I’m back home and this story has been sitting on a back burner for a few months, waiting for some more to be written.
The trouble is, there are also other stories to write, and I’m not very good at prioritising.
But, here we are, a few minutes opened up and it didn’t take long to get back into the groove.
Just the person to see next
I couldn’t imagine what those details were. But if it was a setup, it was a very elaborate one, by people who knew our systems and procedures. Naturally, the first thought that sprang to mind, someone who was working here, or used to.
Then I had another thought, what if none of us was meant to survive the operation, and hat we had been selected specifically because we were new to field operations. At the briefing, we had been told this was simple surveillance, observe and report, nothing more.
Usually we had one experienced member and three new team members, the experienced member was there to continue on the job training and evaluation. What worried me was that an experienced member could be taken out apparently as easy as the others.
And my money was not on the guy I’d cornered. Of course, I could be wrong, and no doubt circumstantial evidence would go a long way towards proving that, but in my estimation, a cornered man like he was, with a thirst and talent for killing, would not have hesitated to kill me before I’d got three words out.
I believed him. He was scared and, now that I thought about it, confused. That was anything but the m.o. of a conscienceless killer.
The wrinkle that hadn’t been accounted for was the explosion. No one could have predicted that, or its effect on the operation. It might well have saved him, except that I didn’t play by the rules and reconnected with him. Maybe he had felt safe after taking out the others, and assuming I’d been taken down by the explosion.
Except, if I didn’t think he did the killing, who did, and why? Severin? Just who the hell is this Severin? There’s been no indication he wasn’t one of us.
I was pondering that question when the woman returned and sat down again. This time her stare wasn’t quite as glacial.
“Describe this Severin.”
She opened her notebook, and had her pencil ready. Odd that she should be taking notes in pencil.
I described him. Five feet eight inches tall, 250 pounds, thinning black hair, making him anywhere between 35 and 50, though I thought he was mid-forties. He wore a tweed suit, rather an odd choice for the climate, and had the aroma of cigarette smoke hanging about him.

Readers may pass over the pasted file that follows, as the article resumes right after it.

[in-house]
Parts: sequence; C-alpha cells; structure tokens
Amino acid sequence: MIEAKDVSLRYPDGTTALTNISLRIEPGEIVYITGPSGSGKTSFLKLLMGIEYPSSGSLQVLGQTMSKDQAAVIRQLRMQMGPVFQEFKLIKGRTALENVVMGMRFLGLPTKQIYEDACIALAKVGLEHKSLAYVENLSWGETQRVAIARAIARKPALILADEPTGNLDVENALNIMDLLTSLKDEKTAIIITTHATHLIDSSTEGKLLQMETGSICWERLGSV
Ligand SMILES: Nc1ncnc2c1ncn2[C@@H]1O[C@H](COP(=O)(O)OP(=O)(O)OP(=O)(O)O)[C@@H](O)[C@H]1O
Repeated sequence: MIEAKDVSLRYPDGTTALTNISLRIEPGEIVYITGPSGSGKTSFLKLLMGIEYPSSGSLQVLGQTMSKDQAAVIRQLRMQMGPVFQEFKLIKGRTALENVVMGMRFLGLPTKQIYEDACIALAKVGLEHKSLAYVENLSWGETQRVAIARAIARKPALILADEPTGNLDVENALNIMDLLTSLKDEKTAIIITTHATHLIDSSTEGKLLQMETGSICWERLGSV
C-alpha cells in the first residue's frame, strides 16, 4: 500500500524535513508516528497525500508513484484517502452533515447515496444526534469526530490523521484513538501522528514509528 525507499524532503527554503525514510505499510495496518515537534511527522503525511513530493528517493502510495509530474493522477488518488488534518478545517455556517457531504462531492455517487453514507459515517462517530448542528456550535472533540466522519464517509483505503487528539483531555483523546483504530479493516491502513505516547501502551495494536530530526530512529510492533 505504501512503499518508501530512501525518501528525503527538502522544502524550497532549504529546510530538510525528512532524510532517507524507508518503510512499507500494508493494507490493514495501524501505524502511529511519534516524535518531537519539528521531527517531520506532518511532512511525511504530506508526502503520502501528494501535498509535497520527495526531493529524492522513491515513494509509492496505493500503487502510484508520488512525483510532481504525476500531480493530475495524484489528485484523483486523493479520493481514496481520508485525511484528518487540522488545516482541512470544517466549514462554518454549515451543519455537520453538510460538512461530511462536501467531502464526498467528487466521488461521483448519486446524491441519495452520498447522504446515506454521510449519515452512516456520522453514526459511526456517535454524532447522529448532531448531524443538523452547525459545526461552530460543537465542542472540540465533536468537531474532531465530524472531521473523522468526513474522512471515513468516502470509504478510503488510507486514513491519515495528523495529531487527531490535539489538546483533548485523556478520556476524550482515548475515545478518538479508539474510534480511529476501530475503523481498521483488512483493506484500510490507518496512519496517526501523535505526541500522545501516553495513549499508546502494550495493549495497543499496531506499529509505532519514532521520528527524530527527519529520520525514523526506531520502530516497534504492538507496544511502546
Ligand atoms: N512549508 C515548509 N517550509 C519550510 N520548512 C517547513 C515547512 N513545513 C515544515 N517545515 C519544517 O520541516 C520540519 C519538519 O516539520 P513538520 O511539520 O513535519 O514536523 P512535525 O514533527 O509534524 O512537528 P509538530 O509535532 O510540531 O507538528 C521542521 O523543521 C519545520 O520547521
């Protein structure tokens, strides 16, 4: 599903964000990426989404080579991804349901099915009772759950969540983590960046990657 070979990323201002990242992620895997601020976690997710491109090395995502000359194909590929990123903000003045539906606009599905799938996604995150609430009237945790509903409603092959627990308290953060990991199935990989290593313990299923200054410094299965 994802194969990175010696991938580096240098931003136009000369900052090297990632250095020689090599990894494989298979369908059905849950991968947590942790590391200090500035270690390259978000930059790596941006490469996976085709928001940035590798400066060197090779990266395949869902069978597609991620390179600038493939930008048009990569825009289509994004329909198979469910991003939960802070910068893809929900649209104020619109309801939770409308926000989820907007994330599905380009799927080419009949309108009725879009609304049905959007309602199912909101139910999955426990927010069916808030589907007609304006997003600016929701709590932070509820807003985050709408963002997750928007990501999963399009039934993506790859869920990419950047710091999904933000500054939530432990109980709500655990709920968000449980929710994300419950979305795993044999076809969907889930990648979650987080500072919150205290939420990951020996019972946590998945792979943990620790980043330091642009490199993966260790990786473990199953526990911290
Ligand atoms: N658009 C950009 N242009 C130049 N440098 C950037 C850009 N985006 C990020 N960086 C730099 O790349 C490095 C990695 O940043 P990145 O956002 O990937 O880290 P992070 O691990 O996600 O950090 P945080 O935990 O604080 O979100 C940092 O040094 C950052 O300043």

Every free moment I saw him, he had a cigarette, so I thought he was quite possibly a chain smoker, and from that, perhaps a man with bad nerves, or who worried a lot. Now I knew he was not one of us, that could be interpreted as thinking he might get caught.
But he was confident, and outgoing, which meant he was quite sure he wouldn’t get caught, and that meant, quite possibly there was someone within our department that was working for or with him and had covered his comings and goings. Either that or he had a universal passcode key to come and go as he pleased.
When I finished the description I could see a flicker of recognition. IT was possible she knew who he might be, and if so, I was betting she knew him by another name. I asked if that was the case.
“You know who this man is, don’t you?”
The stern reproving look returned. “What makes you think that?”
“I read faces. Yours is not a poker face.”
“Well, that disappoints me because I like to play poker. Perhaps the people I play with have a different view.”
“I’m usually a good judge of character.”
“It’s let you down this time.” She stood. “Before you go, one of the supervisors here would like a word with you. His name is Nobbin. He works out of another office and is coming here directly. After that, you’re free to go.”
She didn’t wait to say goodbye, and I was glad I managed to keep a straight face long enough.
Nobbin. Just the man I wanted to see.
© Charles Heath 2019